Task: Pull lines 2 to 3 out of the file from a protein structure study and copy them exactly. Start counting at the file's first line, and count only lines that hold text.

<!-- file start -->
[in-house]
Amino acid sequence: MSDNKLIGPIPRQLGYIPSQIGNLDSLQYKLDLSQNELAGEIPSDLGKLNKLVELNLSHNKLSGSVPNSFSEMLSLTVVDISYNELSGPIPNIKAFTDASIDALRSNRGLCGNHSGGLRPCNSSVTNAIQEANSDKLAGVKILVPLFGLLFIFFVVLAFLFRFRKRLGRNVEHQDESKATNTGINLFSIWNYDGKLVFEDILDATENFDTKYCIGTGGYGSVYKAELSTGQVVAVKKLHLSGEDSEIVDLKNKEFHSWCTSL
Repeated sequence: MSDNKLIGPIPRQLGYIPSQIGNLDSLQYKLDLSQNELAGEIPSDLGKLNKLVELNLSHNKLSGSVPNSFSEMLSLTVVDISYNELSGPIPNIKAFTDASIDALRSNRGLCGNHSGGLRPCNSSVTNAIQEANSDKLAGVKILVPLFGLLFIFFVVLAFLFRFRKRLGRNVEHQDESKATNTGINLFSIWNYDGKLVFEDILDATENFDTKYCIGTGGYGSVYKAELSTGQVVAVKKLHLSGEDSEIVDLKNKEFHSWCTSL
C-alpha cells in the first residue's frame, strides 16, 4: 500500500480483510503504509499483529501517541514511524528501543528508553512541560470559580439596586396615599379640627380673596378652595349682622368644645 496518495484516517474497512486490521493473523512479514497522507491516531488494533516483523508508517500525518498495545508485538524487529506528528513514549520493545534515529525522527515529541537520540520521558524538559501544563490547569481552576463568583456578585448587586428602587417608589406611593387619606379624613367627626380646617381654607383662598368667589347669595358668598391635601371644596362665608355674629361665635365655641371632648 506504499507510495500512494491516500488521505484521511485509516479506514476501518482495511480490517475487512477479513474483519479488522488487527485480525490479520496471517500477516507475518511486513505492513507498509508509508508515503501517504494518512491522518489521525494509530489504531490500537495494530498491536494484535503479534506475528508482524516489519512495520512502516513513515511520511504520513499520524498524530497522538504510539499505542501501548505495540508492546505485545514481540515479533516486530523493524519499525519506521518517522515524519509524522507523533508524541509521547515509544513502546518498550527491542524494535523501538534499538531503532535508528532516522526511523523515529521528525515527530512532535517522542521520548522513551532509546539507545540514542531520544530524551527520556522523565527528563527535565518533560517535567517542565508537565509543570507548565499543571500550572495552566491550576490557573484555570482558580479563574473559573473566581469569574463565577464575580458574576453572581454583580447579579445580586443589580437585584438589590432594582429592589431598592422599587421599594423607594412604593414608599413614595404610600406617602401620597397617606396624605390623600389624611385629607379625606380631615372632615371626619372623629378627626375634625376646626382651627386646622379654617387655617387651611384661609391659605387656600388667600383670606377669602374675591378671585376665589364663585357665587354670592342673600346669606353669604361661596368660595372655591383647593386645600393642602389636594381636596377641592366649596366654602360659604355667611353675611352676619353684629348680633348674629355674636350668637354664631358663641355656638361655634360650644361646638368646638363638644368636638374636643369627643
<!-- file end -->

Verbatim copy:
Amino acid sequence: MSDNKLIGPIPRQLGYIPSQIGNLDSLQYKLDLSQNELAGEIPSDLGKLNKLVELNLSHNKLSGSVPNSFSEMLSLTVVDISYNELSGPIPNIKAFTDASIDALRSNRGLCGNHSGGLRPCNSSVTNAIQEANSDKLAGVKILVPLFGLLFIFFVVLAFLFRFRKRLGRNVEHQDESKATNTGINLFSIWNYDGKLVFEDILDATENFDTKYCIGTGGYGSVYKAELSTGQVVAVKKLHLSGEDSEIVDLKNKEFHSWCTSL
Repeated sequence: MSDNKLIGPIPRQLGYIPSQIGNLDSLQYKLDLSQNELAGEIPSDLGKLNKLVELNLSHNKLSGSVPNSFSEMLSLTVVDISYNELSGPIPNIKAFTDASIDALRSNRGLCGNHSGGLRPCNSSVTNAIQEANSDKLAGVKILVPLFGLLFIFFVVLAFLFRFRKRLGRNVEHQDESKATNTGINLFSIWNYDGKLVFEDILDATENFDTKYCIGTGGYGSVYKAELSTGQVVAVKKLHLSGEDSEIVDLKNKEFHSWCTSL